Translating the Russian AIDS Crisis
George O'Hara '18, a double major in Russian and chemistry, combined his interests by joining an epidemiological research project that resulted in a paper in PLOS Medicine's recent special issue on HIV/AIDS.
Many Haverford students have co-authored papers in scientific journals, but rarely can they credit their humanities studies for the feat. But George O'Hara can. The Russian and chemistry double major is a co-author of a recent PLOS Medicine paper on the HIV epidemic in the Russian Federation, for which his Russian language fluency was a key component.
The epidemiological paper mines recently published Russian National Surveillance data to show how severe the HIV/AIDS epidemic has become, particularly across six provinces in eastern and western Siberia, which had been previously unreported. And it concludes that the epidemic's continuous growth is a failure of public policy. But all of this analysis would have been impossible without O'Hara's translations of the Russian data, which was unavailable in English.
"George found the Russian data online, which colleagues had told me was available, but in Russian language only," says Johns Hopkins Desmond M. Tutu Professor of Public Health Dr. Chris Beyrer, the paper's lead author. "He then did original translations for us of all the data. He also learned how to use mapping software and generated the heat density maps, which display the data. He was invaluable."
O'Hara initially approached Beyrer about his work last spring, inspired to pursue epidemiological research opportunities following a summer spent studying abroad in St. Petersburg, Russia. It was there, while volunteering in an HIV clinical research laboratory at First Pavlov State Medical University of St. Petersburg, that O'Hara became interested in exploring the social and cultural dimensions of the country’s rapidly expanding HIV epidemic. Beyrer, in need of someone with Russian fluency to make the newly available data decipherable, invited him to join his international team. Together they collaborated with researchers from the Johns Hopkins University Bloomberg School of Public Health and the United Nations Special Envoy for HIV/AIDS in Eastern Europe and Central Asia in Geneva, Switzerland, over this past summer and fall.
"George had remarkably good translations skills in Russian, and was eager to take on challenges and learn new analytic tools," says Beyrer. "He performed at graduate levels of skill and with energy and commitment."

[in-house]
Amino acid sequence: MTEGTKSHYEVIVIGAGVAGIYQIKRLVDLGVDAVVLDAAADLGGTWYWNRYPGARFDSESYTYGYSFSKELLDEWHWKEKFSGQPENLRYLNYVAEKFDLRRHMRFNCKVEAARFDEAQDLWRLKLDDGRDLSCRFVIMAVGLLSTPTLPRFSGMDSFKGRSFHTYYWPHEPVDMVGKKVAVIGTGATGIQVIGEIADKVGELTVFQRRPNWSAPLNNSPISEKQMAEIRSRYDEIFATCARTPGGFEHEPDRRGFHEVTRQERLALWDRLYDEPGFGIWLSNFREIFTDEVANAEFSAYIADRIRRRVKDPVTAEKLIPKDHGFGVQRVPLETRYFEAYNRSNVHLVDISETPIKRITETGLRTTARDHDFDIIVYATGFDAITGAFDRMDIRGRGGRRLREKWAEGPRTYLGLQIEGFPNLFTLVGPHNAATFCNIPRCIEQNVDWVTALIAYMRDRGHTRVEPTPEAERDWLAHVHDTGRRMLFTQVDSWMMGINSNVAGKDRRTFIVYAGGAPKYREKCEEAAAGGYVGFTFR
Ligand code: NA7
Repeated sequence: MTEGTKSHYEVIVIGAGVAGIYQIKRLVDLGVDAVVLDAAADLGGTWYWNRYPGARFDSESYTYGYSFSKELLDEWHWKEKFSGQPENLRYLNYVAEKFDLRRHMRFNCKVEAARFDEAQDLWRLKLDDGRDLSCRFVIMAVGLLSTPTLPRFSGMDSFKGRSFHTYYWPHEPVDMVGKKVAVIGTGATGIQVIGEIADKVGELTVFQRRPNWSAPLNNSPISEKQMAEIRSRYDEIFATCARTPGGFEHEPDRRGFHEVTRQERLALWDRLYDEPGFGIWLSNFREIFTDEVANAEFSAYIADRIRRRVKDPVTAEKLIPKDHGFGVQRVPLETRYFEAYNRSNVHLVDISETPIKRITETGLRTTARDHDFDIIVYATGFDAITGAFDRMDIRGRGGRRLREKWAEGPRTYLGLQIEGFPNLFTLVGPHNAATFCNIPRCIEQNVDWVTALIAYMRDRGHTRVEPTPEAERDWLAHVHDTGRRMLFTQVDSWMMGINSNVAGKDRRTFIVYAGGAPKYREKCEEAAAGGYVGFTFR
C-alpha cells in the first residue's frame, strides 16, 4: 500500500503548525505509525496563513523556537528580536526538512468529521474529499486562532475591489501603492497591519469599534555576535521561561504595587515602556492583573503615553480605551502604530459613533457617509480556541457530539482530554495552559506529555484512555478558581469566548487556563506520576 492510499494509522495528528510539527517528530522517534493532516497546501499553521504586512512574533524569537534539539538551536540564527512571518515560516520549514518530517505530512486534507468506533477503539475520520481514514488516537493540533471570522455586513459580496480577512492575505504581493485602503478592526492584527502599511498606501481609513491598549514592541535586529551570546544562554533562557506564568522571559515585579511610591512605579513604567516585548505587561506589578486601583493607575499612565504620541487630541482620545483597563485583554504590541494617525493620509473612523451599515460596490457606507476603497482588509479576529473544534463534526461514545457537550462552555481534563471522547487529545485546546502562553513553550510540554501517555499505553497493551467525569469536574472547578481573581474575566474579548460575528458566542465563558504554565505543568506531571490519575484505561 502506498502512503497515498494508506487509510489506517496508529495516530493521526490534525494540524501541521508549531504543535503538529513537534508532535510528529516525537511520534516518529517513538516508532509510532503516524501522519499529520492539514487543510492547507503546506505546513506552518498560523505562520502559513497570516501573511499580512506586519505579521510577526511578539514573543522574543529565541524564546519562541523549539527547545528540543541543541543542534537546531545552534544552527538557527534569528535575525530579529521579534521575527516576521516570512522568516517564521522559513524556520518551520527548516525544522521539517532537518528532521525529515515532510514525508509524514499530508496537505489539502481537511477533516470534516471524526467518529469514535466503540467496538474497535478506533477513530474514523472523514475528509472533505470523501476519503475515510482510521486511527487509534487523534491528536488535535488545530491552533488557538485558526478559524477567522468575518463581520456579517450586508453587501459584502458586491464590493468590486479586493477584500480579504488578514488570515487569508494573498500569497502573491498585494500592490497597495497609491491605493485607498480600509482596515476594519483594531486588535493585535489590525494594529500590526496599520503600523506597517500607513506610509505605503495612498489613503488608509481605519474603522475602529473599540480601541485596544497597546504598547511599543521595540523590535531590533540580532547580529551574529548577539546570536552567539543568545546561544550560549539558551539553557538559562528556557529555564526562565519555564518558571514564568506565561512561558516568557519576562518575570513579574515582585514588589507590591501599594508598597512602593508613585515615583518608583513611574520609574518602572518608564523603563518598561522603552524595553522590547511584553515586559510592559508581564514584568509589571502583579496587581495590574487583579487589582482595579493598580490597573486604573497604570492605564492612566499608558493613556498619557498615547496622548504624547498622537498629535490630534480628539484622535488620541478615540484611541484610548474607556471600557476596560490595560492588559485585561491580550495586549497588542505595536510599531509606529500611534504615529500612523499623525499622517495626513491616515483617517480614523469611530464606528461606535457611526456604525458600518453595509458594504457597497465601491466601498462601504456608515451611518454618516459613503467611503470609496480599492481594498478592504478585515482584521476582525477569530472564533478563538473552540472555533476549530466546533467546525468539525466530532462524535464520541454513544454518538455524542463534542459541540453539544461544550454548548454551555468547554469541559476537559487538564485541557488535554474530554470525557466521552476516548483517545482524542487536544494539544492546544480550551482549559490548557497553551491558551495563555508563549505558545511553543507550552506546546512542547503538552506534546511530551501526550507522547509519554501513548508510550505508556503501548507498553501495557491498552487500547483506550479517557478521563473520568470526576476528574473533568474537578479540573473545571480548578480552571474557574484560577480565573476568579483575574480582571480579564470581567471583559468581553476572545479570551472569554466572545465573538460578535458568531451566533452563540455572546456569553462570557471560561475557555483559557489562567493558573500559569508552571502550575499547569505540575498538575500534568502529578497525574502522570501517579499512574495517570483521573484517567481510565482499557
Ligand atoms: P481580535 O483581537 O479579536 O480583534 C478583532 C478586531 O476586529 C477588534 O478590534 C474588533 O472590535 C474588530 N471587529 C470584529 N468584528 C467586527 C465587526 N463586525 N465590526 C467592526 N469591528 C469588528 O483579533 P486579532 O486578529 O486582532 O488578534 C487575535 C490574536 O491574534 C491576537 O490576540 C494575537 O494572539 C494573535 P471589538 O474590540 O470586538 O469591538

The resulting paper, "The Expanding Epidemic of HIV-1 in the Russian Federation," which is part of a recent special issue of PLOS Medicine devoted to advances in HIV and AIDS prevention and treatment, examines recent developments and persistent dynamics of the HIV epidemic in Russia, which is estimated to have the largest number of HIV-infected citizens in Europe and where, in contrast to the pattern worldwide, the virus is continuing to spread significantly.
"Our findings indicate that HIV spread in Russia is threatening to become uncontrollable as state-level inaction continues," says O'Hara. "Therein, this study underscores the urgency of implementing evidence-based intervention programs such as opioid agonist substitution therapy, needle and syringe exchanges, and tailored interventions for key at-risk groups such as injection drug users and sex workers. In this way, we advise applying our understanding of the high-risk behaviors contributing to the spread of HIV in order to control this deadly epidemic in the Russian Federation."
O'Hara is grateful to Beyrer for the opportunity to engage in his first epidemiological research and credits his Haverford liberal arts education—for which he has been able to pursue both Russian fluency and his interest in medicine as an application of chemistry—with preparing him for the project. In fact, he says it was neither language classes not science labs that most inspired him to try to better understand Russia's HIV epidemic; it was history classes.
"My interest in Russian culture and history that has led me to pursue this research has been nurtured by the education that I have received from Professor of History Linda Gerstein at Haverford through her courses in 19th- and 20th-century Russian history," said O'Hara, whose forthcoming Russian thesis focuses on drug and alcohol abuse in a series of recent Russian films. "Professor Gerstein’s approach to Russian studies has challenged me to develop a more nuanced understanding of the cultural conflicts between tradition and modernity that have persisted throughout Russian history and into the present day. From this understanding I decided to apply my language ability to characterize and quantify the impact of this increasingly severe HIV epidemic on a country and culture that have long fascinated me."